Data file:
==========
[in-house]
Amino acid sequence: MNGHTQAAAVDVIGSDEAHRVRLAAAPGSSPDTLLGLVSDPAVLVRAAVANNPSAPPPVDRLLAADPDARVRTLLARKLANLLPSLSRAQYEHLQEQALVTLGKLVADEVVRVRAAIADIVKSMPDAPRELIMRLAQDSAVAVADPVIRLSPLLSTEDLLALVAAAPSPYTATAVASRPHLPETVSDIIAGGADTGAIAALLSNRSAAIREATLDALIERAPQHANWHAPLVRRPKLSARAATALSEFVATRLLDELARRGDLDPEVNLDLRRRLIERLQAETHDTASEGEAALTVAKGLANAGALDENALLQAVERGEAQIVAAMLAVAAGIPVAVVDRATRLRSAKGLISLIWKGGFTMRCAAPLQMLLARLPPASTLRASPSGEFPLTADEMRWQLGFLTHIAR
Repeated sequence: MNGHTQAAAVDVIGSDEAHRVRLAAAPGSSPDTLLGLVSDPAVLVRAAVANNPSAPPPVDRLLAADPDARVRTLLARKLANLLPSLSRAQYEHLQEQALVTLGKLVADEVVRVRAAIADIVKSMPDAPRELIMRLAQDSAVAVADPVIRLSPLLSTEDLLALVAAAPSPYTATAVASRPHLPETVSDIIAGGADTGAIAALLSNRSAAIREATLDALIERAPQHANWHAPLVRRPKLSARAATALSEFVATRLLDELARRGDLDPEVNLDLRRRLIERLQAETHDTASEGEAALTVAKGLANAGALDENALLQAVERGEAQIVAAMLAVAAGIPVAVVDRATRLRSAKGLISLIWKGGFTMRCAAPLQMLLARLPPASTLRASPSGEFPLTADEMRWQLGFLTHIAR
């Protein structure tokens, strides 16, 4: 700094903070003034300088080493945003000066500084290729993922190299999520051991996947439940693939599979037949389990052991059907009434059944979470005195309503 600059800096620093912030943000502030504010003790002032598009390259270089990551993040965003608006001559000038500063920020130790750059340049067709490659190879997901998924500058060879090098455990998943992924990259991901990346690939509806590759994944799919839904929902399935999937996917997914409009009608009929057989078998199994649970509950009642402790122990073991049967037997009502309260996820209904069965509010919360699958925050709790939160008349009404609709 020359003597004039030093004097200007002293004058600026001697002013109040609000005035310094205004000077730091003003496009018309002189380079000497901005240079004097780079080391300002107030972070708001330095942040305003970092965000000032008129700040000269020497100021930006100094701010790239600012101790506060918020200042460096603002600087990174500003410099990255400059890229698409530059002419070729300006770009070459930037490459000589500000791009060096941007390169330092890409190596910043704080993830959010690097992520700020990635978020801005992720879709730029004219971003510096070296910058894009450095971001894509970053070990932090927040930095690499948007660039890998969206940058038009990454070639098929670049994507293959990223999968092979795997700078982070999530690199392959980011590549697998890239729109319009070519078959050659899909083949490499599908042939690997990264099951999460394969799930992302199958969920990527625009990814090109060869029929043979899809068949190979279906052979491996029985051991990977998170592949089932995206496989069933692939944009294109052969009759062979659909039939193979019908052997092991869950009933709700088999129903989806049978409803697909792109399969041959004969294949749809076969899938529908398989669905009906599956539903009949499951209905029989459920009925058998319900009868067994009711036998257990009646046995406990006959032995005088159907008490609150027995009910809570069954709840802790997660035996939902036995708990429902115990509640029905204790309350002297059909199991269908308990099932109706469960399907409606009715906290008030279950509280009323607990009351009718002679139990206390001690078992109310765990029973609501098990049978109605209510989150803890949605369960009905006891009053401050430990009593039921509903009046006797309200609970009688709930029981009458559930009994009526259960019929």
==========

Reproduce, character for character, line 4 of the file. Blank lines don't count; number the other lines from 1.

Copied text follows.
């Protein structure tokens, strides 16, 4: 700094903070003034300088080493945003000066500084290729993922190299999520051991996947439940693939599979037949389990052991059907009434059944979470005195309503 600059800096620093912030943000502030504010003790002032598009390259270089990551993040965003608006001559000038500063920020130790750059340049067709490659190879997901998924500058060879090098455990998943992924990259991901990346690939509806590759994944799919839904929902399935999937996917997914409009009608009929057989078998199994649970509950009642402790122990073991049967037997009502309260996820209904069965509010919360699958925050709790939160008349009404609709 020359003597004039030093004097200007002293004058600026001697002013109040609000005035310094205004000077730091003003496009018309002189380079000497901005240079004097780079080391300002107030972070708001330095942040305003970092965000000032008129700040000269020497100021930006100094701010790239600012101790506060918020200042460096603002600087990174500003410099990255400059890229698409530059002419070729300006770009070459930037490459000589500000791009060096941007390169330092890409190596910043704080993830959010690097992520700020990635978020801005992720879709730029004219971003510096070296910058894009450095971001894509970053070990932090927040930095690499948007660039890998969206940058038009990454070639098929670049994507293959990223999968092979795997700078982070999530690199392959980011590549697998890239729109319009070519078959050659899909083949490499599908042939690997990264099951999460394969799930992302199958969920990527625009990814090109060869029929043979899809068949190979279906052979491996029985051991990977998170592949089932995206496989069933692939944009294109052969009759062979659909039939193979019908052997092991869950009933709700088999129903989806049978409803697909792109399969041959004969294949749809076969899938529908398989669905009906599956539903009949499951209905029989459920009925058998319900009868067994009711036998257990009646046995406990006959032995005088159907008490609150027995009910809570069954709840802790997660035996939902036995708990429902115990509640029905204790309350002297059909199991269908308990099932109706469960399907409606009715906290008030279950509280009323607990009351009718002679139990206390001690078992109310765990029973609501098990049978109605209510989150803890949605369960009905006891009053401050430990009593039921509903009046006797309200609970009688709930029981009458559930009994009526259960019929």